PICTURED: tide gauge  

Watching the water rise

By . Image credit Ben Sheeran. 2019 march

King Tides Auckland is a community initiative that encourages people from around the Auckland region to visit and photograph the highest tides (known as King Tides) that naturally occur along our coastline each year.

Operating since 2014, and part of a global movement, called “Global King Tides”, King Tides Auckland encourages citizen scientists to capture data and images which help give evidence of what the future sea levels will be and what is at risk.

King Tides Auckland has recently installed three water level (tidal) gauges at public coastal locations; Wynyard Pedestrian Bridge, Half Moon Bay Boat Ramp, Orewa Bridge Wharf and a fourth gauge will soon be installed in the Birkenhead area.

The gauges are designed to be monitored by communities and schools. The water level on any given tide can be measured against tide levels marked on the gauge.

The gauge includes historic high tides, current day mean high tides and projected high tides in 2120.

The process of capturing and providing water level data to King Tides Auckland provides an opportunity for groups to learn about the causes and impacts of sea level rise on their own local coastline.

The images capture a living record of our changing coastlines and provide us with a glimpse into the future of what our normal daily high tides may look like in 30 to 50 years’ time with projected global sea level rise.

“We want to improve our understanding of the implications of sea level rise for our region and we need your help to do this,” says Ben Sheeran from Auckland King Tides.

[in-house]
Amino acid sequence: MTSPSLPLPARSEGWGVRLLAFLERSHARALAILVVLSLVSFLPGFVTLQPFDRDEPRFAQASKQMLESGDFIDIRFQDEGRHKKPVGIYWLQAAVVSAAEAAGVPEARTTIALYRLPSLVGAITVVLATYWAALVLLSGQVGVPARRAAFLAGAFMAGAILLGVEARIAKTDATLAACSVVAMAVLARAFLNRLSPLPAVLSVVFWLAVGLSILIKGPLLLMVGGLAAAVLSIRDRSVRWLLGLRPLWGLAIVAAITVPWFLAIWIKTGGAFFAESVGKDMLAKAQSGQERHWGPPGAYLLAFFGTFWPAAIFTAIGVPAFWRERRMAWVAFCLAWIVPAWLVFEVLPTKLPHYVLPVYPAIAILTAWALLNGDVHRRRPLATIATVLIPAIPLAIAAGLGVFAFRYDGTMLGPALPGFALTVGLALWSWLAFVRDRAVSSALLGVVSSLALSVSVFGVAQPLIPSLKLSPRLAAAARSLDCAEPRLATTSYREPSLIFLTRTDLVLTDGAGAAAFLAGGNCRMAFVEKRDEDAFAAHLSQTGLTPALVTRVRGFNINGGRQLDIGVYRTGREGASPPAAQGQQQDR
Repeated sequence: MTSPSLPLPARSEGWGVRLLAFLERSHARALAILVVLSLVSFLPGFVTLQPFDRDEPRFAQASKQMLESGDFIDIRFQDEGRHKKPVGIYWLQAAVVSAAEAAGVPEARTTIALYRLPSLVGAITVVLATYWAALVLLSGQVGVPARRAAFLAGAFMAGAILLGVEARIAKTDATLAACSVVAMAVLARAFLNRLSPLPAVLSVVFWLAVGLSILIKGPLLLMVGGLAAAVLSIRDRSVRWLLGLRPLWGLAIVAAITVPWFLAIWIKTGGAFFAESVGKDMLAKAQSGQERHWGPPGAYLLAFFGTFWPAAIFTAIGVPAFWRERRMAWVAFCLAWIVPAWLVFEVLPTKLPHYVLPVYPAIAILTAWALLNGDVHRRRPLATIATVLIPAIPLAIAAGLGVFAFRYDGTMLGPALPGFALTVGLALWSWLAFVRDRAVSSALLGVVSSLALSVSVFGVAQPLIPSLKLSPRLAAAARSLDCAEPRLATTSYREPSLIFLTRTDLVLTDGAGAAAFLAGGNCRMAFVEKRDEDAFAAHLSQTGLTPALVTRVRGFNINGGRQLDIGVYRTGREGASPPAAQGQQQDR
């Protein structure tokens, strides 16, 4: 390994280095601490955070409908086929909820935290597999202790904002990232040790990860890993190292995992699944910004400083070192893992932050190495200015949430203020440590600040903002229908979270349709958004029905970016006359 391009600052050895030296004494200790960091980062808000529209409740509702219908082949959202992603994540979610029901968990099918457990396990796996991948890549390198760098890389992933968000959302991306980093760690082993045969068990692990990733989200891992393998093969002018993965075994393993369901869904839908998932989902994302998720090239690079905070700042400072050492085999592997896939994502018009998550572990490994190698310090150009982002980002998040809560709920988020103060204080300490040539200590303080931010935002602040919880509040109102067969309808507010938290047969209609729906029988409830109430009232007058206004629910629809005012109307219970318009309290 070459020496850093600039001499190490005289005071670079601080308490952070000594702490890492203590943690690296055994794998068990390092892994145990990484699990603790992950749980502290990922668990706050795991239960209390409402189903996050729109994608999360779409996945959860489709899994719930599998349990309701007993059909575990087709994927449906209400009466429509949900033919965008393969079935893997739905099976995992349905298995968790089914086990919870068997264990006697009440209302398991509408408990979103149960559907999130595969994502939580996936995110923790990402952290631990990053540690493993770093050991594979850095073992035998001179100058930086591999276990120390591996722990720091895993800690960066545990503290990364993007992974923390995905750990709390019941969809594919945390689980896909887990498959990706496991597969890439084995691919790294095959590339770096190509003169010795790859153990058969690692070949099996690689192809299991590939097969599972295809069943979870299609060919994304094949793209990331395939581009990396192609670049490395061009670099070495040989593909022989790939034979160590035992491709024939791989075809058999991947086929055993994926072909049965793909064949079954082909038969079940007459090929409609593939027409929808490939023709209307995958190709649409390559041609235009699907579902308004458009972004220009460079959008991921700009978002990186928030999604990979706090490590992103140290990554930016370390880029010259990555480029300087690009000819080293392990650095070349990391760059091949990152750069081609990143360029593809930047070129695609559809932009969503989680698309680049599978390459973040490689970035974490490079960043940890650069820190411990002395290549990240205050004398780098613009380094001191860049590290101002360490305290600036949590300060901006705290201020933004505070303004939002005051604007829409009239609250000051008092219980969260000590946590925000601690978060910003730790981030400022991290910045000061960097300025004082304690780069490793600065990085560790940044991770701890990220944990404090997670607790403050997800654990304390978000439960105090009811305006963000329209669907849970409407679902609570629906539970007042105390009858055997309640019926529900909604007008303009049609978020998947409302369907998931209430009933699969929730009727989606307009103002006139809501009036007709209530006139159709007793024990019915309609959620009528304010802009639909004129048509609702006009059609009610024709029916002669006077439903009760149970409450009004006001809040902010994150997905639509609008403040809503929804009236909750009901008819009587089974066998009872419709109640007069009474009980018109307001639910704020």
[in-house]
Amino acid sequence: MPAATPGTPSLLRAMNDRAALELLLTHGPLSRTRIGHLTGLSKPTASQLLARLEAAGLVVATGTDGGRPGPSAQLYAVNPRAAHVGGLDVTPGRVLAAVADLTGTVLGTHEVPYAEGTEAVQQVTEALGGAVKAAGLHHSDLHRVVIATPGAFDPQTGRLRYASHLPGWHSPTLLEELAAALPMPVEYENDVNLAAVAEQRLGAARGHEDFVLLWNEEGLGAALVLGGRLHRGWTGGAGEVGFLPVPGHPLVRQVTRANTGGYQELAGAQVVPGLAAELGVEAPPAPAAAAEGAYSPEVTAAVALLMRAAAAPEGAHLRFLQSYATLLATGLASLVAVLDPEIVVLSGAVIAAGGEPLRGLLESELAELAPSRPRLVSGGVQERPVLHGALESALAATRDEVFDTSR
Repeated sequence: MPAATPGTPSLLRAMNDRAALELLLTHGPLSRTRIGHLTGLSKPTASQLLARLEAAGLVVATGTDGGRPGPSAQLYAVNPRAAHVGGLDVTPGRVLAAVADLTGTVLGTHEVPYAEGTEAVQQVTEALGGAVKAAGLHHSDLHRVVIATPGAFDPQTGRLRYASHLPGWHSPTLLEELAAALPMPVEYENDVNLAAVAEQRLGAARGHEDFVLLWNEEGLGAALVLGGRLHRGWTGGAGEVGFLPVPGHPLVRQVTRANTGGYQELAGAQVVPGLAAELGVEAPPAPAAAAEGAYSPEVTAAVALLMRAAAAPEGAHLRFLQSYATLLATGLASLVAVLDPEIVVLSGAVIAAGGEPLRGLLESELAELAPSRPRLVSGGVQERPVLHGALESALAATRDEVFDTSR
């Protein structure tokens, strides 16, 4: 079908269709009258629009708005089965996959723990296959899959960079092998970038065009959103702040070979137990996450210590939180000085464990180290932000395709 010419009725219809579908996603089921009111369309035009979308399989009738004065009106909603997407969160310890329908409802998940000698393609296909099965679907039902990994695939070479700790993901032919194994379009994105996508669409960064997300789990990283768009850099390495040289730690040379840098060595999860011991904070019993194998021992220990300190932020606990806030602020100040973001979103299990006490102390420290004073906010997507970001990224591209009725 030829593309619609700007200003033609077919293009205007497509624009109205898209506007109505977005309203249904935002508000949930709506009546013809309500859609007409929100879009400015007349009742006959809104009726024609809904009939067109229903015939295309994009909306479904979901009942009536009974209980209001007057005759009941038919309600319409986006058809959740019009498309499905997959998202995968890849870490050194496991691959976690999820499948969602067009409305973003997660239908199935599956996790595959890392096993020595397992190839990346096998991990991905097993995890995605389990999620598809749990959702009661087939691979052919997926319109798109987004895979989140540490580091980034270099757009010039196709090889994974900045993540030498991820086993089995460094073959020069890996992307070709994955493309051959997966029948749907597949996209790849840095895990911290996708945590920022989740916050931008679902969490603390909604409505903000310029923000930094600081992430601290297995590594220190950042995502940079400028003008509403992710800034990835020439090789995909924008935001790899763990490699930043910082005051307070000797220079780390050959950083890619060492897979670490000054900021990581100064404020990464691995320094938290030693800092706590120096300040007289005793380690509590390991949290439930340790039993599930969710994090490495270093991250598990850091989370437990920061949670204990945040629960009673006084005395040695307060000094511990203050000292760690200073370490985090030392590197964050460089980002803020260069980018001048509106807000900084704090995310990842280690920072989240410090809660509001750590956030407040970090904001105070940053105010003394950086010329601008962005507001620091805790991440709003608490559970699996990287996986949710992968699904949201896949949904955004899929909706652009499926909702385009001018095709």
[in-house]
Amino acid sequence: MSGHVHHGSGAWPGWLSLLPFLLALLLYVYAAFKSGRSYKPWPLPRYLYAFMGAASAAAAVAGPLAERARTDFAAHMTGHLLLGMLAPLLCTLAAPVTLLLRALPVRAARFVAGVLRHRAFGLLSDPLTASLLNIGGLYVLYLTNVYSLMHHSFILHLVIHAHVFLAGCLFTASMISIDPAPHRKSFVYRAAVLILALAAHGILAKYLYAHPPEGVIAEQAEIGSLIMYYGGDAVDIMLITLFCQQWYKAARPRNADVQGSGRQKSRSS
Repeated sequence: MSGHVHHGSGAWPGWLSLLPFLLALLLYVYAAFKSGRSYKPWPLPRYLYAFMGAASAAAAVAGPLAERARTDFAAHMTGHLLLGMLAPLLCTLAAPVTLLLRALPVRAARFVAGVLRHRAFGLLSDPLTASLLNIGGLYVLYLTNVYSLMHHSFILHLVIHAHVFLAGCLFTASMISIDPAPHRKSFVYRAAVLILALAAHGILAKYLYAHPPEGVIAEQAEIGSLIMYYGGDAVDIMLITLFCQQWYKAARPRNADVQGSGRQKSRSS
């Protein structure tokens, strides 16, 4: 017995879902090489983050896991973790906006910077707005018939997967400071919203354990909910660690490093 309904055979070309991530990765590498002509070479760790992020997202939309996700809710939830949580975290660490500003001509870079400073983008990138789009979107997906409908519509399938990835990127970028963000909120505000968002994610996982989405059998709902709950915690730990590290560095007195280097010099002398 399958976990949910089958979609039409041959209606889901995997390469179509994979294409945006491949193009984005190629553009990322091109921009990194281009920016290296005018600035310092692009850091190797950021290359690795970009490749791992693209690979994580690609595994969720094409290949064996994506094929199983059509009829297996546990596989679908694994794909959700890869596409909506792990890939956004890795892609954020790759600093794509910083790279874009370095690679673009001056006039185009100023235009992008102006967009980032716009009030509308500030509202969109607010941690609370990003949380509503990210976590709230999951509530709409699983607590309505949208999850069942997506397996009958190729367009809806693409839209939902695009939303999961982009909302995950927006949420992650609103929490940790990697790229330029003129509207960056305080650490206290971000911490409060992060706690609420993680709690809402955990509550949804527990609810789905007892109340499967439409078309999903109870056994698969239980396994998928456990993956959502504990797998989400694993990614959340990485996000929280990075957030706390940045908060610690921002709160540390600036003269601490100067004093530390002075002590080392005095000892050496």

The work of Auckland King Tides complements work undertaken by the Auckland Council. Using radar-based tide gauges, the Auckland Council collects water level data to validate modelled data of sea level rise estimates. This enables the Council to gain an appreciation of coastal inundation risk across the region under a range of sea level rise scenarios.

Radar-based gauges also need to be supplemented by visual readings of staff gauges to provide a visual confirmation and comparison to validate the data captured.

The Auckland Council Coastal and Geotechnical Services team and RIMU (Research and Evaluation Unit) have provided valuable technical support to set up the Auckland King Tide’s tide gauges. In doing so, the Council is supporting a community-led approach for capturing the required supplementary data via water level (tidal) gauges. It also provides a means to engage the public around sea level rise.

Waitematā, Howick, Hibiscus and Bays and Kaipātiki Local Boards have generously funded the production of gauges and signage.

Ben invites everyone to become coastal time travellers and to take a trip to the coast during king tide events to photograph your local spot. You can also visit one of the tide gauges and share a photo or measurement of the tide.

You can upload your tide measurements or photographs to the  Auckland King Tides Instagram or Facebook site or website and share your observations with others.

You can find out more about the global initiative at kingtides.net

The next king tide is on Saturday 23 March at 10:03 am.